Staff Reporter

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Matekane abusing state agencies, says opposition



THE opposition has accused the government of weaponising security agencies to harass and intimidate their MPs.
The accusations come as the opposition plots to push a vote of no confidence against Prime Minister Sam Matekane when parliament re-opens in September.

Opposition leaders told a press conference yesterday that the government has resorted to using the army and the police against its MPs because it is afraid of the motion.
Democratic Congress (DC) leader, Mathibeli Mokhothu, said the security bosses have been willing tools for the government because their bosses are desperate for Matekane to renew their employment contracts.

He was talking about Police Commissioner Holomo Molibeli, army boss Lieutenant General Mojalefa Letsoela and National Security Service (NSS) boss Pheello Ralenkoane.

“Employment contracts for the security agencies’ bosses are the ones causing these problems because the commanders end up working towards pleasing the government for their contract extension,” Mokhothu said.

He said the army has also started setting up roadblocks closer to parliament to search MPs. Mokhothu said the army searched Nkaku Kabi and Advocate Lebohang Maema KC at the parliament premises last week.

“The government is now bringing back the security agencies into party politics,” Mokhothu said.
“This was the first time the army entered the parliament premises to search members and other people there. It is an embarrassment.”
“The responsibility of our soldiers is to guard the borders and ensure security, not to enter politics or set up roadblocks on the parliament roads.”
“They are now running the country like a shop or a company.”

Basotho National Party leader, Machesetsa Mofomobe, alleged that Matekane had a meeting with the security bosses in Teya-teyaneng to discuss how they could use their institutions to clip the opposition’s wings.

“The LDF, LMPS and NSS boss’s contracts have expired, and now they are using the institution to get extensions,” Mofomobe said.
“The LDF and LMPS are doing this deliberately to protect the government.”
thepost could not independently verify this allegation.

Tefo Mapesela, the Basotho Progressive Party leader, said Matekane’s government is taking Lesotho back to 2014 when the army was wooed into politics.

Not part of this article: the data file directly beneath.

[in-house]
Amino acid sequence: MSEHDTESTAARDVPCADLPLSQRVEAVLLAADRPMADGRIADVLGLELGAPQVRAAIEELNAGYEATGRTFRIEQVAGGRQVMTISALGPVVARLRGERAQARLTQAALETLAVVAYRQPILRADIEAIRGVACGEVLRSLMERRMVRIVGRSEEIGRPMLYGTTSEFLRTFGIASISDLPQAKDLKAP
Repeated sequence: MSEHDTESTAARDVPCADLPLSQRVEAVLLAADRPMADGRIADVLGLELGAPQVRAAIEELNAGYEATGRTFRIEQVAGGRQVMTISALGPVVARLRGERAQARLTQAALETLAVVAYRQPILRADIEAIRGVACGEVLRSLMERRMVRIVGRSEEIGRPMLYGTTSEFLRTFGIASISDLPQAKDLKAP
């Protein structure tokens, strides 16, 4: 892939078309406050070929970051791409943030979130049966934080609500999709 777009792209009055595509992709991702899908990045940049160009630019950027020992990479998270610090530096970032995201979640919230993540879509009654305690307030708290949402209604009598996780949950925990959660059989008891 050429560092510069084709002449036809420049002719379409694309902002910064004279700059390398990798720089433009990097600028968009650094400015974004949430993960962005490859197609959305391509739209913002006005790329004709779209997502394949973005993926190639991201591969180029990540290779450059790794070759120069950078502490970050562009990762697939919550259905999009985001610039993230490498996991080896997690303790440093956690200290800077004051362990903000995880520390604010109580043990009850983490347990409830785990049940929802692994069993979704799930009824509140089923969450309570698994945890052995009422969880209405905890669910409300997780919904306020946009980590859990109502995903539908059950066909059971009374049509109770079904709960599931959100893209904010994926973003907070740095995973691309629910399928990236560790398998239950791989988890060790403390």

He warned that officers who allow themselves to be used as pawns in political fights might find themselves in jail while their political handlers enjoy freedom.
He referred to Lieutenant General Tlali Kamoli who has been in remand prison for seven years as he faces charges of murder, attempted murder and treason.
Mapesela however said the opposition will not be intimidated because it is their democratic right to bring a motion of no confidence against the government.

“When there is time to enter a motion of no confidence it is time, it is written in the law, there is nothing wrong there,” Mapesela said.
“I once launched a motion of no confidence in the previous parliament, but I was never arrested or threatened.”

“We do not owe Matekane anything. When the time has come he has to go. We will lobby others as it is not a crime.”

The Basotho Action Party’s Nqosa Mahao criticised the police for issuing a press statement with political undertones.

In a controversial statement last week, Commissioner Molibeli said the police were aware that some MPs were coercing their colleagues to support their plot to topple the government.
Molibeli also said they were aware that such MPs were surrounding themselves with armed groups.

“Police warn those perpetrating these acts to stop immediately to avoid action that could be taken to protect the country,” Molibeli said.

Matekane made the same allegations at his press conference yesterday.
Professor Mahao said the statement shows that the police have now been entangled in politics.

“Every time parties experience internal problems the leaders conspire with the security agencies,” he said.
“The opposition leaders are now being harassed because the government wants to stop them from exercising their rights.”

The opposition’s charge sheet against Matekane

  •  Filling of statutory positions despite the reforms aiming to change the system.
  • Corruption
  • Nepotism
  • Using security agencies to deter MPs from ousting Matekane.
  • Job losses.
  • Lack of job creation.
  • Failure to fulfil campaign promises.
  • Protecting mining companies’ interests at the expense of Basotho.
  • Incompetence and lack of communication skills.
  • Arrest of MPs by the police.
  • Cherry-picking reforms that insulate his government.

Staff Reporter